ATLANTA — After Pfizer said they were testing a pill that could help ward off COVID-19, many questions were surrounding the drugmaker's announcement.
If successful and approved for use, the pill would combine two drugs, be available for people at least 18 years old, and could be prescribed "at the first sign of infection, without requiring that patients are hospitalized or in critical care."
11Alive's medical expert, Dr. Sujatha Reddy, put it quite simply, stating the possible pill reminds her of another kind of treatment.
"This treatment sounds very much like Tamiflu, which people may have heard of. We give that to people exposed to the flu or early on in their diagnosis to keep them from getting very sick. So, this reminds me of that for coronavirus," she said.
Like Tamiflu, which is different from the flu shot, the COVID-19 pill would not be a substitute for the vaccine.
"This antiviral medicine that Pfizer is testing should help people that may be living in a home with someone who has coronavirus, or have been exposed to coronavirus. It should prevent them from getting a very bad infection because these medicines keep the coronavirus from duplicating itself," Reddy said.
To keep the virus from duplicating, Reddy explained Pfizer is testing a cocktail of drug therapies.
"Pfizer is testing the coronavirus antiviral with another protease inhibitor called ritonavir. And the idea here is the ritonavir will keep the virus from essentially digesting the coronavirus antiviral. So, you'll keep the level of the coronavirus drug high enough to continue to keep the infection at bay or fight the infection. By using the two drugs together, you may get a better result," she said.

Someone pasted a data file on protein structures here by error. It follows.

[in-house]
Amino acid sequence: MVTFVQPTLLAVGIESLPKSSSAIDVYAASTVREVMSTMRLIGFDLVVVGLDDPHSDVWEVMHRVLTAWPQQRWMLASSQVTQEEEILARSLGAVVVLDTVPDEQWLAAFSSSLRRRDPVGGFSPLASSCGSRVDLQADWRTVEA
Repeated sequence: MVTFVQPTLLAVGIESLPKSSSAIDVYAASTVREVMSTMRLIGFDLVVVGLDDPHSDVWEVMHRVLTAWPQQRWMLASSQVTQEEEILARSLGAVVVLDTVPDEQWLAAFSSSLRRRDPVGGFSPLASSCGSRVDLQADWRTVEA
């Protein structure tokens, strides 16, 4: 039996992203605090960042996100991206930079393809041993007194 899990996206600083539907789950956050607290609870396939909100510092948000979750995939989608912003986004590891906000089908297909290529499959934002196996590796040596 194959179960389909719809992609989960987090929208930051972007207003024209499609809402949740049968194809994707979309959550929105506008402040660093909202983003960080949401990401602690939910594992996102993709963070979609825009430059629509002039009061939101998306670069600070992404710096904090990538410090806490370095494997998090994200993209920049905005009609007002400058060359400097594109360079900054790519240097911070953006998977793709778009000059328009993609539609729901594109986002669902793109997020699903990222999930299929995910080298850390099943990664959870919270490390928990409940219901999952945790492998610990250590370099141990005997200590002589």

While some people on social media claim the drug is essentially ivermectin repackaged, Reddy explained the two are not at all the same.
"Ivermectin is an anti-parasite offered to treat worms. That is a different mechanism of action than an antiviral. And one of the key things is here we're having a study that's being done by a very good pharmaceutical company on humans. It's being studied versus you know, what people are doing with ivermectin which has not been studied for coronavirus in humans at all."
In the end, if the drug works and is approved, Reddy said it could be helpful, especially for people who refuse to get the vaccine.
"The more tools, the more medicines, the more things we have to fight this, the better our lives are going to be. Vaccination right now is still the main thing we have, but more medications like this could be offered after someone's been exposed. It could keep them from getting very sick. I think it's great news that we're seeing that there's medication out there being tested," she added.
Pfizer is also studying its potential treatment in people who are already infected with the virus. The drugmaker expects results from those studies by the end of 2021.